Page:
“I took some pretty big hits that first week,” said Firestone. “I got my nose scraped up, but I was still smiling in the end. That’s when I knew this was something I wanted to do.”

While finishing law school, Firestone went on to compete in the regional and national skeleton races and came in 12th at the U.S. Nationals race in 2019.

But as Firestone sets his sights on the 2022 Winter Olympics, he won’t be competing for a spot on the U.S. team. He’ll be racing to represent another country: Israel.

After making a name for himself on the U.S. team, Firestone was approached by AJ Edelman, Israeli Olympic skeleton racer in the 2018 Winter Olympics, about racing for Israel.

It was an easy decision.

“I’ve always had a strong connection to the Jewish community. I went to Jewish day school growing up, and I’ve been to Israel numerous times. Being able to represent Israel was something that was important to me,” said Firestone.

After three years with the U.S. team, Firestone obtained his Israeli citizenship. Now, starting this October, he’ll be donning the signature Star of David from the Israeli flag.

Preparing to Be the Best

As Firestone looks to the 2022 Winter Olympics, he prepares his body with a balance of training and conditioning, rest, and supplementation.

“The sport is pretty demanding because it takes both a physical and mental toll on you,” said Firestone. “In addition to the physical beating you might take while sliding, you train like a sprint athlete at the same time.”

In the off season, Firestone focuses on workouts that build up strength and conditioning. During the competition season, he focuses on allowing his body to rest and recover from the races. He also incorporates specific supplements into his routine.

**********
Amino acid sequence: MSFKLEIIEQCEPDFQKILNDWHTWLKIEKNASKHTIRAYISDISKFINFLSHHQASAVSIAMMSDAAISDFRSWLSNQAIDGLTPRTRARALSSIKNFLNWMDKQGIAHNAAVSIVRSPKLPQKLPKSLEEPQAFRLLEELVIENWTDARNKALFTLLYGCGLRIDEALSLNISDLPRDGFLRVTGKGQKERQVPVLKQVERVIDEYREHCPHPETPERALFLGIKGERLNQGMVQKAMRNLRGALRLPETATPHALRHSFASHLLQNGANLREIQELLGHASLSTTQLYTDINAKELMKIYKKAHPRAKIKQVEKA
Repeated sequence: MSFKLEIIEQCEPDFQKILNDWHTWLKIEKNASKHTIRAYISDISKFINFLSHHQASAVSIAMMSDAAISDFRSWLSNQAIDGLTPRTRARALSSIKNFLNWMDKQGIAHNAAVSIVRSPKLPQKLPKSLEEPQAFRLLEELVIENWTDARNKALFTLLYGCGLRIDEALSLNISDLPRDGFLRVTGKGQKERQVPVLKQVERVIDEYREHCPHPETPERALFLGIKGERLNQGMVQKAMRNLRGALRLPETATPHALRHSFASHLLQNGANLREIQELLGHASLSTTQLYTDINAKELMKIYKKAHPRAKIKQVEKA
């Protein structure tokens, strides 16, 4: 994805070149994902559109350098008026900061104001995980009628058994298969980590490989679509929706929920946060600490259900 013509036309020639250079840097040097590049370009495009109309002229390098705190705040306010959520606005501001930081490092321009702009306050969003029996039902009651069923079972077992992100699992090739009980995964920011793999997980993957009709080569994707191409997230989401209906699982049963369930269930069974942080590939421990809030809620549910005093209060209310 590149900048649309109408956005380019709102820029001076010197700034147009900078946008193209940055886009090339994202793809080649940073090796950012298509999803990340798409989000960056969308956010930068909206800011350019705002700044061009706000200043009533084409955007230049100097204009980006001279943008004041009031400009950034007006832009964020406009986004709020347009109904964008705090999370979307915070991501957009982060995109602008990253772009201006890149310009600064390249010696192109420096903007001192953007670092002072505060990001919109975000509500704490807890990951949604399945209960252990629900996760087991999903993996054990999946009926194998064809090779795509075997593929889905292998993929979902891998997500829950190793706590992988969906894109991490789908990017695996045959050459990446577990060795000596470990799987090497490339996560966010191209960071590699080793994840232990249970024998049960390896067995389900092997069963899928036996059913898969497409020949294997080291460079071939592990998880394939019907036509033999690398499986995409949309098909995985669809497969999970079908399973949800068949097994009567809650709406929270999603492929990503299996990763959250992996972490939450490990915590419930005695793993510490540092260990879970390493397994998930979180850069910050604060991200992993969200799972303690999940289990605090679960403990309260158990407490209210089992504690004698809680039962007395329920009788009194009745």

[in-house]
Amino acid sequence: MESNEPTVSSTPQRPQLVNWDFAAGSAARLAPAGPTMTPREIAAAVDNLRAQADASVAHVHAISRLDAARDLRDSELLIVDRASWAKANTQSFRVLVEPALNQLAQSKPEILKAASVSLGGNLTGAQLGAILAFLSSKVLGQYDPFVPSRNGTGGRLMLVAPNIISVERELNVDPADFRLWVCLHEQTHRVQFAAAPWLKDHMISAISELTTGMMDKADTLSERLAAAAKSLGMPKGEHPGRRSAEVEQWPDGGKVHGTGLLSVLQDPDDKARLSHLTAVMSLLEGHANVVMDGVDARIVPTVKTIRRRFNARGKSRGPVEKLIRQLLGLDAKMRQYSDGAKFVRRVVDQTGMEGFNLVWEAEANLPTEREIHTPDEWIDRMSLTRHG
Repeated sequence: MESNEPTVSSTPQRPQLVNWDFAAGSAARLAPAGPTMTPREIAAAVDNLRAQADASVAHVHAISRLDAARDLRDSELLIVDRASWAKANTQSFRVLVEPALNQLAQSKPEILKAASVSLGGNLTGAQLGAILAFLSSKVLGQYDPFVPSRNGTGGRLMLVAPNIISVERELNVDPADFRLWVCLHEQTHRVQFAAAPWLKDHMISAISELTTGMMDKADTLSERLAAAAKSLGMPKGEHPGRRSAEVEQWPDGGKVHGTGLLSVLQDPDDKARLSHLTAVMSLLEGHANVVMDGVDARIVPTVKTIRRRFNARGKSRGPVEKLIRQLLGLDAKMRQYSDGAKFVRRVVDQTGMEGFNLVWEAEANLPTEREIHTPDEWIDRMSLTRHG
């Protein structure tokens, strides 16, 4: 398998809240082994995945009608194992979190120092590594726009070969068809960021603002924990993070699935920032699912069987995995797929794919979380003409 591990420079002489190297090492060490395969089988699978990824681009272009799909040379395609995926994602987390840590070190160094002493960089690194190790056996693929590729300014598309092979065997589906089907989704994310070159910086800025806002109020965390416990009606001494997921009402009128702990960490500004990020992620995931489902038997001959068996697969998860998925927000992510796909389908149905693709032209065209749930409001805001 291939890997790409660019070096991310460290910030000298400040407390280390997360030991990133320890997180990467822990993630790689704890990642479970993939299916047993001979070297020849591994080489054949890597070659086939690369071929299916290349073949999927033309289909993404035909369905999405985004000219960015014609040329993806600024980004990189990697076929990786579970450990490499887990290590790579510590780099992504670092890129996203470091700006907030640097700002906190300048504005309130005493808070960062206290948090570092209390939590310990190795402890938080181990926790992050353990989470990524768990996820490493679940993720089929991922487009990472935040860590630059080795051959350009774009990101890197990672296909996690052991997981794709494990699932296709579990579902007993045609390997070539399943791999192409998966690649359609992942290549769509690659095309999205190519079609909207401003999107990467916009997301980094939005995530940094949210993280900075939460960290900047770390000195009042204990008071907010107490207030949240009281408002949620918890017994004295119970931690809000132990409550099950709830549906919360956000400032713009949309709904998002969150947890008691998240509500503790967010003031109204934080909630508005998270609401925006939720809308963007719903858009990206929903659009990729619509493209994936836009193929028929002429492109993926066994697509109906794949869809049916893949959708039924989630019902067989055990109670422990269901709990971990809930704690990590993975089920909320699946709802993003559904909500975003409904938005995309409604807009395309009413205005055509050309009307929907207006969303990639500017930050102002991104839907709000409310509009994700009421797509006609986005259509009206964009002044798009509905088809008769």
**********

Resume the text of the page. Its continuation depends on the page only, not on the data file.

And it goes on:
For example, because Firestone has problems with cramping, he takes hydration products with electrolytes. “These help me with my endurance, and give me the confidence that I won’t cramp,” he said.

Since he has a fast metabolism, he takes omegas-3, 6, and 9 in order to give him the energy he needs to get through his workouts.

In addition to a multivitamin, he also takes mushroom extract, glutamine, and bone broth protein – various supplements that he says help provide natural energy and help him focus.

A Deeper Message

Jared Firestone

While making it to the Olympics would be the biggest accomplishment of Firestone’s life, his message extends beyond his own personal goals.

Growing up, Firestone saw the 2005 movie, “Munich,” produced and directed by Steven Spielberg, which tells the tragic, real-life story of a Palestinian terrorist group that infiltrated the Olympic Village in West Germany in 1972 and murdered 11 members of the Israeli Olympic team.

“Being able to represent Israel on the world stage would bring me so much pride,” said Firestone. “To me it is extra special because of being able to make the statement that we’re not going away. Terrorism is not going to scare us.

“That belief resonates throughout sports, history, and life,” said Firestone. “Now that I’m representing Israel, spreading that message makes me more motivated than ever to do this.”

Sacrifices are Worth It

Following your dreams is never easy. It takes time, dedication, sacrifice, and as they say in Israel, chutzpah.

For Firestone, it has meant putting his law career on the back burner. The competition season lasts six months, and, as Firestone explains, no firm is willing to hire someone who is going to be away for half the year.

While the Israeli Skeleton Federation has been around for 16 years, they don’t have a lot of resources, which means the burden of the sport’s expenses – which run in excess of $30,000 per year – falls to Firestone.

“I knew when I made this choice to compete for Israel that I couldn’t have a life focused on my legal career, traveling, or hanging out with friends,” said Firestone. “There are sacrifices, but to me it’s worth it.”

Firestone works as a realtor and has started his own private law firm so that he can take on various legal work during his off season. He’s also actively looking for sponsors.

“Making it to the Olympics would be the ultimate accomplishment for myself,” said Firestone. “But on top of that, being able to bring joy and pride to my community here and around the U.S. and Israel makes all the hard work and sacrifice worth it.”